Fig. 1
Diffuse stromal edema (white shaded area) involving the pupil from the 12 to 4 o'clock position.
Fig. 2
Note the whitish Descemet's membrane folds (A) and schematic diagram (B).
Fig. 3
A magnified picture of the Descemet's membrane fold (black arrow)
Fig. 4
Specular microscopy at the site of Figure 2 (arrow, A; arrow head, B) on 16 weeks postoperatively.


Almost every ocular drug can be potentially toxic to the corneal endothelium, and the risk of endothelial toxicity is increased when used in the anterior chamber because of its direct contact to the endothelium. Corneal endothelium is vulnerable even to osmotic change or pH change of the irrigating fluid, and is easily damaged by electrolyte imbalance. Moreover, permanent endothelial dysfunction, cystoid macular edema, pupil dilation, and glaucoma due to destruction of trabecular meshwork can occur and have been reported in severe cases.8-10 Therefore, it is important to control the concentration of the solution when antibiotics are added to the irrigating solution in order to prevent postoperative endophthalmitis.1,2,4 However, the exact nontoxic concentrations of the antibiotics and steroids have not been fully investigated.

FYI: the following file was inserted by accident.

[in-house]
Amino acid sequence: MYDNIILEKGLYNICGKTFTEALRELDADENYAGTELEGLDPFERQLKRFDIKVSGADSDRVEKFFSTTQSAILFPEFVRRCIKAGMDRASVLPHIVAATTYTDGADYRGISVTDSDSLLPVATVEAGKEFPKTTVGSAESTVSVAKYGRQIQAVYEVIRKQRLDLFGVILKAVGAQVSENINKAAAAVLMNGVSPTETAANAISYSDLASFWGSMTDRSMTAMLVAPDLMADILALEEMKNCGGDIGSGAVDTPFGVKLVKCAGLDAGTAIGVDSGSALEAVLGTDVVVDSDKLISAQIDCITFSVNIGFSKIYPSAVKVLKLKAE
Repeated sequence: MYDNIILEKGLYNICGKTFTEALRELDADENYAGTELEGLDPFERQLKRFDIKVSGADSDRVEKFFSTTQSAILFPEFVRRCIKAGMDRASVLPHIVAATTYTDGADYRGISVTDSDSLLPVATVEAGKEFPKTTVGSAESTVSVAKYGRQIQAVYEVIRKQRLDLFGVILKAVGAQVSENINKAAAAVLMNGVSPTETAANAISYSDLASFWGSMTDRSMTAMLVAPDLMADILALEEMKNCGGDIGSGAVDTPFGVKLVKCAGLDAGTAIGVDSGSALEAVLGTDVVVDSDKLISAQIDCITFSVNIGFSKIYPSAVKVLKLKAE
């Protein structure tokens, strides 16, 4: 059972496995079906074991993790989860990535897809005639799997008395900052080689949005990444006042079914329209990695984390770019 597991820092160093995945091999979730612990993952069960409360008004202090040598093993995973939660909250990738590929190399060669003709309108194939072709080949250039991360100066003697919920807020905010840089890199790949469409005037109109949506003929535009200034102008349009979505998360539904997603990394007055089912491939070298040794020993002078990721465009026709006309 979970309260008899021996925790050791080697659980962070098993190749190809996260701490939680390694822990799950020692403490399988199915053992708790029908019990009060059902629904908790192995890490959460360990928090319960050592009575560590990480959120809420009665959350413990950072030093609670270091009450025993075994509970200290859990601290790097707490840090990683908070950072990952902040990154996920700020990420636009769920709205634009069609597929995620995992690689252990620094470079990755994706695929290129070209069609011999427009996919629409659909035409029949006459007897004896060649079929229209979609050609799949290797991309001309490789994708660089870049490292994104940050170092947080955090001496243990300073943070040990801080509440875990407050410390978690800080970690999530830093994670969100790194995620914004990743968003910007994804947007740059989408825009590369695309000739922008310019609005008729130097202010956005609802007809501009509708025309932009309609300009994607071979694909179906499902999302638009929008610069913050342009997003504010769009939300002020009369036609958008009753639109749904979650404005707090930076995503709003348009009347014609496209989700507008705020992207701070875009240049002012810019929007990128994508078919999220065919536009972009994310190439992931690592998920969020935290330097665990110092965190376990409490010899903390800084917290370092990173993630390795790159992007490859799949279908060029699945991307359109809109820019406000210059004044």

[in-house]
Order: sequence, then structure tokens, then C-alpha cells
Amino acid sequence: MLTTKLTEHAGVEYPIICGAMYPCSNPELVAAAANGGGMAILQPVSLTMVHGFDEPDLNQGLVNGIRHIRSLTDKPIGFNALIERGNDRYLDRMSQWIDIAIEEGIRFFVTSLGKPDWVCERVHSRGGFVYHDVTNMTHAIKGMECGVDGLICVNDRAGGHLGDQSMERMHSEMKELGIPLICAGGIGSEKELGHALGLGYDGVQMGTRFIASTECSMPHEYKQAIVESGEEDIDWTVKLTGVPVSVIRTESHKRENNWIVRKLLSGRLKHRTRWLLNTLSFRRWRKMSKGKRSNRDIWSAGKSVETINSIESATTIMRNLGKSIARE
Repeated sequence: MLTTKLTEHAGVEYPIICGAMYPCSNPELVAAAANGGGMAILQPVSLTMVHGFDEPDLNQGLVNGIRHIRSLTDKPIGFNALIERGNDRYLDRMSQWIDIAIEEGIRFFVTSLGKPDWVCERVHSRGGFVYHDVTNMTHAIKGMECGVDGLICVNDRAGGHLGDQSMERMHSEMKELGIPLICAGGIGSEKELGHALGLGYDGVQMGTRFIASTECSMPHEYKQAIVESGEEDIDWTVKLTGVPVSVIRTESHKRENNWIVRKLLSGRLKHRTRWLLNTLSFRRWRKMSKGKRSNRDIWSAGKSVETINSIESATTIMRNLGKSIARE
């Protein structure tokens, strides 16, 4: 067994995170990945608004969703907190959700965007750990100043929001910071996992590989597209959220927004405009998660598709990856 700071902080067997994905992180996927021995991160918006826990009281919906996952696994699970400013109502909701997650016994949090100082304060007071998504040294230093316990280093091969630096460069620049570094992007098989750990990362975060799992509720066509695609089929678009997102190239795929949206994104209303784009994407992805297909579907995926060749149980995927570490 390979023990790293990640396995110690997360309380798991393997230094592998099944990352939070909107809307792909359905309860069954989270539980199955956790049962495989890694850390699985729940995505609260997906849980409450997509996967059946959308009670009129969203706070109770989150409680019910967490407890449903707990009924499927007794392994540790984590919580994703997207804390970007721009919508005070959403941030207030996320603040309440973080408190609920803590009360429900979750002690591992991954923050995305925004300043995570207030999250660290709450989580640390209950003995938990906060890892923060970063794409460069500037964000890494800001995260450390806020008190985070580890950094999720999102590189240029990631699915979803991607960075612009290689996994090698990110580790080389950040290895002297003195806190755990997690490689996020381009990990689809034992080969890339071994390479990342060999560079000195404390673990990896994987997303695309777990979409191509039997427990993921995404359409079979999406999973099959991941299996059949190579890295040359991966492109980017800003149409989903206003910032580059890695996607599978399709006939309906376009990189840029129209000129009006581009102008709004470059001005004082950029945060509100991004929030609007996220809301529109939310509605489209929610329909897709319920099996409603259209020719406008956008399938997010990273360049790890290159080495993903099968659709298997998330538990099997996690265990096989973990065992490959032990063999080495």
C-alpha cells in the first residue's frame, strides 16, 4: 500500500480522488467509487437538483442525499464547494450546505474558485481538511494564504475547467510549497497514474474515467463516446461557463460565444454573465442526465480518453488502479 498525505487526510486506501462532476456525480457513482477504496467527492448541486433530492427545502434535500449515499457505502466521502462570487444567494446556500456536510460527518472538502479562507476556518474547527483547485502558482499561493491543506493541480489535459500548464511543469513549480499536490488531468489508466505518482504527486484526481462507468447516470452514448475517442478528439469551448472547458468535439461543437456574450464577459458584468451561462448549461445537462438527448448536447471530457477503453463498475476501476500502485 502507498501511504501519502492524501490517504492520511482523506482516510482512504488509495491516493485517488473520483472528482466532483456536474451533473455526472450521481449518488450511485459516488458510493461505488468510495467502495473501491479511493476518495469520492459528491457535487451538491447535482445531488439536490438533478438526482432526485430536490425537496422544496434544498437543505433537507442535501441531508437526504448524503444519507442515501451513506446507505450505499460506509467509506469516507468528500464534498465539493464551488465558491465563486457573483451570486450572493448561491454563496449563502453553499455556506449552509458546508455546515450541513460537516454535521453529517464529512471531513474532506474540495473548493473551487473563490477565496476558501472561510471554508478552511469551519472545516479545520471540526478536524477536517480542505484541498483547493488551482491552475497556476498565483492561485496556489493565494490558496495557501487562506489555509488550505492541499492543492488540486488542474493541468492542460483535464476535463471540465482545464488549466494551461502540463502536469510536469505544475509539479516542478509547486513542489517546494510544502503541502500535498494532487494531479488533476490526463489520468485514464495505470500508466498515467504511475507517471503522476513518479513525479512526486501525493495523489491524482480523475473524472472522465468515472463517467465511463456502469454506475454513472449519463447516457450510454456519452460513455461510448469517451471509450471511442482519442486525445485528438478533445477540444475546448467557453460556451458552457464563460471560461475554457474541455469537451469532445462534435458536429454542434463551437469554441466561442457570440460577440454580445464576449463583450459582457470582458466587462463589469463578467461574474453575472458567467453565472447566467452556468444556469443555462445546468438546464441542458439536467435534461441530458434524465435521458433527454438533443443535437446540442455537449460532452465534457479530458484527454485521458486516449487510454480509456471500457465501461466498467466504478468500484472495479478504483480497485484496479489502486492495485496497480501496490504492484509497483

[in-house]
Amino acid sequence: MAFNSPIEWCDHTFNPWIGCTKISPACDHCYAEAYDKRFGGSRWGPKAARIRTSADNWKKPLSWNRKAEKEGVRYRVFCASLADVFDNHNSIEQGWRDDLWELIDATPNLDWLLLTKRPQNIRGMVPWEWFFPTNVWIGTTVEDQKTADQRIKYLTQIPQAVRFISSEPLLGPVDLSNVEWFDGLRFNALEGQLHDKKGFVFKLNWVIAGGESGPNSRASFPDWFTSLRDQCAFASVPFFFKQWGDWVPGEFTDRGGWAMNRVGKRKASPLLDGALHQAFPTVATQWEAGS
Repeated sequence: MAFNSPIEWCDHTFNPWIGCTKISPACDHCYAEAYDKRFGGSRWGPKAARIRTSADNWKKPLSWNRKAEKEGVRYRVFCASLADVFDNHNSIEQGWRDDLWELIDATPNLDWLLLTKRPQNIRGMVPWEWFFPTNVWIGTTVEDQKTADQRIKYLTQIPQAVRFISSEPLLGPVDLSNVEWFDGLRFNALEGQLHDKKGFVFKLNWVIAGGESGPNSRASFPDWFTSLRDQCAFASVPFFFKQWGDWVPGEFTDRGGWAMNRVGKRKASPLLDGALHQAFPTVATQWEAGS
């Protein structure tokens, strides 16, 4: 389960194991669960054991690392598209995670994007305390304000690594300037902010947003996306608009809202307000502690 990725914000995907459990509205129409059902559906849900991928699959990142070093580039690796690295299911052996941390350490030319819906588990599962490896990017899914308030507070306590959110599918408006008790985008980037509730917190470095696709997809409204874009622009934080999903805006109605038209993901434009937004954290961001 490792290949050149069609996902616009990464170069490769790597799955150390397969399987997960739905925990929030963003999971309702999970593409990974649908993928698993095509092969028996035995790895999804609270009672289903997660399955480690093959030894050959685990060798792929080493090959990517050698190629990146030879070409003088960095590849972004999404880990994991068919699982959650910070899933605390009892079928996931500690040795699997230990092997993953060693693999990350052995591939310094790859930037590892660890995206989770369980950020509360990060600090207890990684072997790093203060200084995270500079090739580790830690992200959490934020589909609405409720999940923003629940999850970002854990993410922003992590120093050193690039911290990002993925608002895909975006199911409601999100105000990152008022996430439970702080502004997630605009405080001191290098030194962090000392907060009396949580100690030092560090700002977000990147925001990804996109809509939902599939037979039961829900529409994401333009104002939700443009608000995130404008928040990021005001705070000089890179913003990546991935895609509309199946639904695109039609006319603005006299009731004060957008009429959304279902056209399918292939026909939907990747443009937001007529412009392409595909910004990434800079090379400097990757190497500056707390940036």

Montan et al.11 studied doses and exposure durations of cefuroxime when injected in the anterior chamber, reporting that 1 mg/0.1 ml of cefuroxime is safe and maintains a high concentration for one hour postoperatively. Kang et al.12 studied gentamicin toxicity in different concentrations on three types of human corneal cells under culture and suggested that the safe local concentration of gentamicin for endothelial and stromal cell was 1 mg/ml in the human eye. With increasing concentration of gentamicin (from 2 mg/ml to 4 mg/ml), the toxicity of gentamicin to the corneal cells was in direct proportion to its concentration and duration of incubation. The toxicity was the greatest on endothelium; the stroma was affected the least. Petroutsos et al.13 reported that endothelial toxicity occurred when 1 mg/ml of gentamicin was injected into the anterior chamber in rabbit eyes. Medin14 used a weight recording system to demonstrate the possible toxic effect of gentamicin on the endothelium of rabbit corneas stored in organ culture. They reported gentamicin toxicity of from concentrations of 3.0 mg/ml and higher. Lin et al.15 reported that 15% cell damage was found in tissue cultured bovine endothelial cells when exposed to 1.6 mg/ml of gentamicin. Damaged cells recovered their normal morphology after 24 hours. When the concentration of gentamicin was doubled, cell damage reached 40%, and the recovery of cellular morphology was much slower. They concluded that gentamicin should be rationally and carefully used in the intraocular space. Mester and Stein16 studied the effect of gentamicin concentration on rabbit endothelial cells and reported that 0.50% gentamicin was toxic to endothelium, but 0.25% gentamicin was not significantly different as compared to the control.